Maribel tries, but cannot stop thinking about the Pierces. She eyes Whitney across the barn.
(A barn, for fuck’s sake, a dusty, hay-filled barn, smelling of mildew, animals, and their— she winces— feces. A barn. But if mija is happy, then a barn it is.)
Brittany is lovely, always has been, if odd, but she has always lit up the Lopez house, even when Santana was elsewhere. And these— these people— who obviously take the job of embarrassing their daughter very seriously— are part of her package. In several hours they will be, for better or worse, part of her family.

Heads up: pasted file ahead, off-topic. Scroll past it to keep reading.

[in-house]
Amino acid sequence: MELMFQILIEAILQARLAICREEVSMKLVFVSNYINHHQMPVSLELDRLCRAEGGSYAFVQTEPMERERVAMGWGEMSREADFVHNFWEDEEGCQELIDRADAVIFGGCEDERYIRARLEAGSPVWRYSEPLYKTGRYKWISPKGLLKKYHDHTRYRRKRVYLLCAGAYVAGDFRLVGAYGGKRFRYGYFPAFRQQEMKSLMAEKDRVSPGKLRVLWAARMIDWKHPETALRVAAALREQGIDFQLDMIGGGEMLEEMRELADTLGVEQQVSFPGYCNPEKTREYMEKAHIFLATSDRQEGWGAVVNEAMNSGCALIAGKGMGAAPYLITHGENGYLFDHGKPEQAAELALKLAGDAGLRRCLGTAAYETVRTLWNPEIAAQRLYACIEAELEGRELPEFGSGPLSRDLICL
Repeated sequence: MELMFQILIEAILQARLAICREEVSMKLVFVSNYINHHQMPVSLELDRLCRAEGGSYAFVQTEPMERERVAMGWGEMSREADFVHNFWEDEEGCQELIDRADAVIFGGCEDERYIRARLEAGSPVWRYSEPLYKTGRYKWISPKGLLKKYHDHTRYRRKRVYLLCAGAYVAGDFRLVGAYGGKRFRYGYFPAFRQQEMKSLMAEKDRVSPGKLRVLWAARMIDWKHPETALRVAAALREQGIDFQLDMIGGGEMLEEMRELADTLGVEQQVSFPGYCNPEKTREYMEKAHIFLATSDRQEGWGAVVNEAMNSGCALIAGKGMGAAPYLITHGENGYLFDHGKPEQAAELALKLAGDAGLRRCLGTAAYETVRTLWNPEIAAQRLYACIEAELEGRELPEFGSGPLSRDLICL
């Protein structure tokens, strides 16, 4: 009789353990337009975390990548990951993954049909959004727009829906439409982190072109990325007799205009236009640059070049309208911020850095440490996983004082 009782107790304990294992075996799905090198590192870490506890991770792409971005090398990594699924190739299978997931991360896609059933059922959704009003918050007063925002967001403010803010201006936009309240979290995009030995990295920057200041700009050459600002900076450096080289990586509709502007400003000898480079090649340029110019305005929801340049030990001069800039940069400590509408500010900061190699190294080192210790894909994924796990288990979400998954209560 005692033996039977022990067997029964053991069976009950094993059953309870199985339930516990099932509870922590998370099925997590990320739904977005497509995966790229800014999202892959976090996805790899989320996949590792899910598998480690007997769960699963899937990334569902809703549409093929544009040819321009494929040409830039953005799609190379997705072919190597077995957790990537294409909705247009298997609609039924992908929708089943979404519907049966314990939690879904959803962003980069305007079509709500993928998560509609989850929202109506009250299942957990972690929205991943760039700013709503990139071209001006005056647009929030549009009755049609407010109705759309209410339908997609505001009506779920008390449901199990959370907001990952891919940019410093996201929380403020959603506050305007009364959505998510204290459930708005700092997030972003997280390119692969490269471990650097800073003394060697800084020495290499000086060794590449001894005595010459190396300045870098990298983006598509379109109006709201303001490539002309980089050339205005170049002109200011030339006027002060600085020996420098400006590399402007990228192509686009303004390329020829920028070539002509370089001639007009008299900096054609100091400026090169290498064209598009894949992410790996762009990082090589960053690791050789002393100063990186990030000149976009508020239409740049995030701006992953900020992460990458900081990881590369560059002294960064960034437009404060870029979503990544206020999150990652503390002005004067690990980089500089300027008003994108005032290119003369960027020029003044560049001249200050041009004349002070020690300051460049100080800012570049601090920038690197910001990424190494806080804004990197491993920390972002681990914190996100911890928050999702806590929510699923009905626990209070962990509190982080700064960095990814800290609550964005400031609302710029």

Maribel tries to imagine growing up in such a household.
She can’t tell whether Pierce is truly a fool or whether his affect is simply a method of teasing— or deflection. And good God, Whitney has no more filter than old school Camels— which, she must admit, were their own kind of lovely back in the day…
But Brittany combines the two of them with incomparable brains and unusual beauty. On top of which, she has been nothing but good for Santana. Brittany’s a keeper. And so, therefore, are her unconventional parents.
She observes the looks, the touches between them. She manages not to laugh out loud at their byplay. Then she notices what it is about them that rivets her gaze. The thing she wishes for most for her daughter. The thing that has been so elusive for her.
The Pierces are happy.